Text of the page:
Carlsbad issues draft parking study for village, barrio

Carlsbad’s Village has long been plagued by parking problems, local merchants and residents say. Seaside Courier file photo.

By Kirk Sanderson

The city of Carlsbad has released a draft parking plan for managing and maximizing parking in the Village, Barrio and beach areas, following 14 months of public input and technical analysis.

And one of the key conclusions is that a parking garage is not a good option because the need for parking is too spread out, and there are other mitigating strategies, such as time limits and more angled street parking.

Copies of the draft plan are available for public review at the city’s libraries, City Hall, Senior Center and Faraday Center. The draft plan and supporting research documents can also be reviewed on the city’s website at www.carlsbadca.gov/input.

The Village, Barrio and Beach Area Parking Management Plan will serve as a road map for how the city can maximize the efficiency of existing parking, support future parking needs and encourage alternatives to driving to these busy neighborhoods.

Carlsbad Associate Planner Pam Drew said the parking management plan is not being considered for approval at this time. Rather, the city is releasing the plan for public review and comment, beginning with a July 19 Planning Commission meeting. Subsequent to that, there will be an opportunity for additional public review when the plan goes before the City Council in late summer. Once input has been received from the community, Planning Commission and City Council, the plan will be revised as needed.

Findings from the parking management plan will be incorporated into the new draft of the Village and Barrio Master Plan that is currently underway. Separate public review, comment period and hearings will occur with the master plan later this year.

The parking management plan includes four sections:

Existing conditions:  Information about existing parking spaces and how they are utilized and information from the public about how they perceive the availability of parking in these areas.  

Information from other cities: Information about how other comparable California coastal cities have implemented parking solutions that could be considered by the City of Carlsbad.

Modeling: A parking model to predict future parking needs based on anticipated changes within these neighborhoods, based the city’s recently adopted Housing Element and data for the General Plan.

Recommended strategies and implementation plan: The plan includes ideas that could be implemented in the next few years and longer term strategies that could be implemented over the next five to 20 years. The plan also considered strategies to see how encouraging people to walk, bike and ride share could affect parking.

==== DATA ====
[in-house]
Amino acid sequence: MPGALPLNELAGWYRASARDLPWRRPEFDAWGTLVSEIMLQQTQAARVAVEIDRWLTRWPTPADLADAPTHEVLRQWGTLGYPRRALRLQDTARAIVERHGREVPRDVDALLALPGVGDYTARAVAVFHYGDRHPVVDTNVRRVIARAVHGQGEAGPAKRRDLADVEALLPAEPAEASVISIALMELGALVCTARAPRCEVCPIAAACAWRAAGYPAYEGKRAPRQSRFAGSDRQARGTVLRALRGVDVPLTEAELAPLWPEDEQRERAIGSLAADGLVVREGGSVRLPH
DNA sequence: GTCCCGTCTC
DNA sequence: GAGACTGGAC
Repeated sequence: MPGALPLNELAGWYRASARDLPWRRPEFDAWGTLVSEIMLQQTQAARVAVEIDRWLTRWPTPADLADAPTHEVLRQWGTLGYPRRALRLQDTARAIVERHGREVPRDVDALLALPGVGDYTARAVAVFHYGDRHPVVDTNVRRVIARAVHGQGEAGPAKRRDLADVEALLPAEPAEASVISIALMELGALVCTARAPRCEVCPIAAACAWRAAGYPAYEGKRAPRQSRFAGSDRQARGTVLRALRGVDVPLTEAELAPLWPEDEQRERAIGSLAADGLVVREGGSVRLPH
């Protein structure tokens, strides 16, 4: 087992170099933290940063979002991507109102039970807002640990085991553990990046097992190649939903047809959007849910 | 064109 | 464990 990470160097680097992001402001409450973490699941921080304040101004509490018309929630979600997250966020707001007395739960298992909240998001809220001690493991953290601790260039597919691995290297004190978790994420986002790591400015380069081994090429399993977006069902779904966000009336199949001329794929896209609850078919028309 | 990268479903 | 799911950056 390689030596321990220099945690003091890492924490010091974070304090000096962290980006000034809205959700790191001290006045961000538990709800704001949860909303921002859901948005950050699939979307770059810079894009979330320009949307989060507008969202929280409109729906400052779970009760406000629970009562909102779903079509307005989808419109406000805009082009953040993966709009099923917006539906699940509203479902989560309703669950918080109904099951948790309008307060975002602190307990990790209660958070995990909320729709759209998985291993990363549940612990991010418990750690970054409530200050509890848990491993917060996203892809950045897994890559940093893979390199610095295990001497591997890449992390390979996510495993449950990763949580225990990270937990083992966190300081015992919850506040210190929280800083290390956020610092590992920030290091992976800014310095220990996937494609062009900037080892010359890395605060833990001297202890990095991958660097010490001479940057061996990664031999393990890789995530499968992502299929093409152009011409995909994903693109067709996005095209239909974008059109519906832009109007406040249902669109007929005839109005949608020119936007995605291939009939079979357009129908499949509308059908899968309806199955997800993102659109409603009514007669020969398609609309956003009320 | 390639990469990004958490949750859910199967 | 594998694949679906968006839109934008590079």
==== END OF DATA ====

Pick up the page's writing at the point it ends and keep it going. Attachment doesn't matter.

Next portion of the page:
The study included technical analysis and input from the public. The technical analysis consisted of studies of real-time parking use in the area capturing parking occupancy and duration, an updated inventory of on- and off-street parking spaces, review of best management practices of other comparable coastal cities and studying various models to predict future parking needs. Input included more than 2,000 on-site surveys with people within the targeted areas, an online survey with 825 responses, a community meeting, Planning Commission meeting and 11 stakeholder events with neighborhood groups and various city commissions and committees.

The main findings are:

  • The inventory of all available public and private (privately-owned and dedicated to a specific property) parking spaces in the study area totaled 11,657 parking spaces.
  • Demand for parking collectively peaked at 7 p.m. on a weekend in July 2016. At the peak, the average parking occupancy for the study area was 54%.
  • High-demand areas for parking include on-street facilities west of the railroad tracks, Village Faire parking lot and on-street facilities in the Village center on Grand Avenue, Carlsbad Village Drive, and State Street.
  • The parking supply is adequate but parking demand is not “balanced,” meaning parking is not always available where demand for it occurs.
  • The current and future parking supply is adequate to meet demand if parking is managed with the strategies recommended in the plan.

To maximize the amount of parking available, the study suggests several short to long-term strategies, including the following:

  • Create more parking by converting some red curbs and “curb cuts” that aren’t needed to parking spots. Where possible, parallel parking spaces can be converted to angled spaces to create more parking.
  • Enhance enforcement of existing parking time limits, consider changing some time limits and add time limits to commercial areas to encourage “turnover” of parking spaces that improve access to businesses.
  • Encourage shared parking arrangements by identifying underutilized private parking lots and making them available for public use during certain times of the day.
  • Use the parking in-lieu fee paid by developers to pay for parking management, such as shared parking and improvements that reduce parking demand.
  • Make it easier to find parking through an app that shows where available spaces are located.
  • Encourage ride sharing with dedicated passenger pick-up/drop-off locations to reduce individual parking needs.

A parking structure was not recommended at this time because parking demand is spread throughout the study area and would instead require a series of smaller parking structures to effectively meet the parking needs. Instead, parking management strategies as well as solutions to reduce parking demand offer a more cost-effective, adaptable solution.

The study recommends that the city collect and analyze parking data regularly to understand current demand for and utilization of parking and to make timely decisions on how best to manage parking.

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